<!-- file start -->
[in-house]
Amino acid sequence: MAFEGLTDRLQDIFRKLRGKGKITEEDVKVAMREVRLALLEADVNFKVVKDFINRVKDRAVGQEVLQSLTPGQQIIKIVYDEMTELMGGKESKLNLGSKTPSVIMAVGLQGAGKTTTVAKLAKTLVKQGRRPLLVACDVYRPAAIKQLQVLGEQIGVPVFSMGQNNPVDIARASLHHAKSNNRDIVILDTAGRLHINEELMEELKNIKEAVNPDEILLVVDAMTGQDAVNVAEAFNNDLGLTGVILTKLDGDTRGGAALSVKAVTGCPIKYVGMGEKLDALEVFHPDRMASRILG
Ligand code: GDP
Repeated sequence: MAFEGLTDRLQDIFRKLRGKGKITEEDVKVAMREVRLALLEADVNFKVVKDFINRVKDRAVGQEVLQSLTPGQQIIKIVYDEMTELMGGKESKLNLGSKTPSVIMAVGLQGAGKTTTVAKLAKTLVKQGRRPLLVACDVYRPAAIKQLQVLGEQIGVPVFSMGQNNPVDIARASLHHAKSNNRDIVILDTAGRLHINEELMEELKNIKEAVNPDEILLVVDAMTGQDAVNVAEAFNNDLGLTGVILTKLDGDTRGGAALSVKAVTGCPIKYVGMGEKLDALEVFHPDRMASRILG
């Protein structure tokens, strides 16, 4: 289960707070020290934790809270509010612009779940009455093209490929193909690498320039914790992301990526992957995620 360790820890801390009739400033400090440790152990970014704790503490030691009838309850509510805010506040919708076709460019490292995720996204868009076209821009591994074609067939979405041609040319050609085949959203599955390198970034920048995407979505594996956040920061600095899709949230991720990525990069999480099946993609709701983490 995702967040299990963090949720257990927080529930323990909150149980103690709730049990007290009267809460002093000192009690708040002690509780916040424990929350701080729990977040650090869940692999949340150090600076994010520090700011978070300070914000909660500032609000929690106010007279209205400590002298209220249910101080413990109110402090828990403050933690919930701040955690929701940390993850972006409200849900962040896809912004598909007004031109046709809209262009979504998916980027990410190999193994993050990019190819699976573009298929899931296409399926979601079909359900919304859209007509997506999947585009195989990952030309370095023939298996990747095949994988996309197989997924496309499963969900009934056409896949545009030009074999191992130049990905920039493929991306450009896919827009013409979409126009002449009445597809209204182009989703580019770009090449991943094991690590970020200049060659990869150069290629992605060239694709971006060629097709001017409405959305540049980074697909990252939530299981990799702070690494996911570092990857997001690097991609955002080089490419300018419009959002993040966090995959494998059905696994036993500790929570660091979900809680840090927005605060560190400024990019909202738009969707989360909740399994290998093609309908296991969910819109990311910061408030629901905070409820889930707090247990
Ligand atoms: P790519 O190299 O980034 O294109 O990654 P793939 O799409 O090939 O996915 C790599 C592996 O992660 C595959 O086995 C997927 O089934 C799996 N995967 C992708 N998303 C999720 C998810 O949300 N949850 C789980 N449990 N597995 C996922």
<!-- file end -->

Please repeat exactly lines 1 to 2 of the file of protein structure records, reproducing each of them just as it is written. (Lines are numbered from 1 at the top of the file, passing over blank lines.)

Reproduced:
[in-house]
Amino acid sequence: MAFEGLTDRLQDIFRKLRGKGKITEEDVKVAMREVRLALLEADVNFKVVKDFINRVKDRAVGQEVLQSLTPGQQIIKIVYDEMTELMGGKESKLNLGSKTPSVIMAVGLQGAGKTTTVAKLAKTLVKQGRRPLLVACDVYRPAAIKQLQVLGEQIGVPVFSMGQNNPVDIARASLHHAKSNNRDIVILDTAGRLHINEELMEELKNIKEAVNPDEILLVVDAMTGQDAVNVAEAFNNDLGLTGVILTKLDGDTRGGAALSVKAVTGCPIKYVGMGEKLDALEVFHPDRMASRILG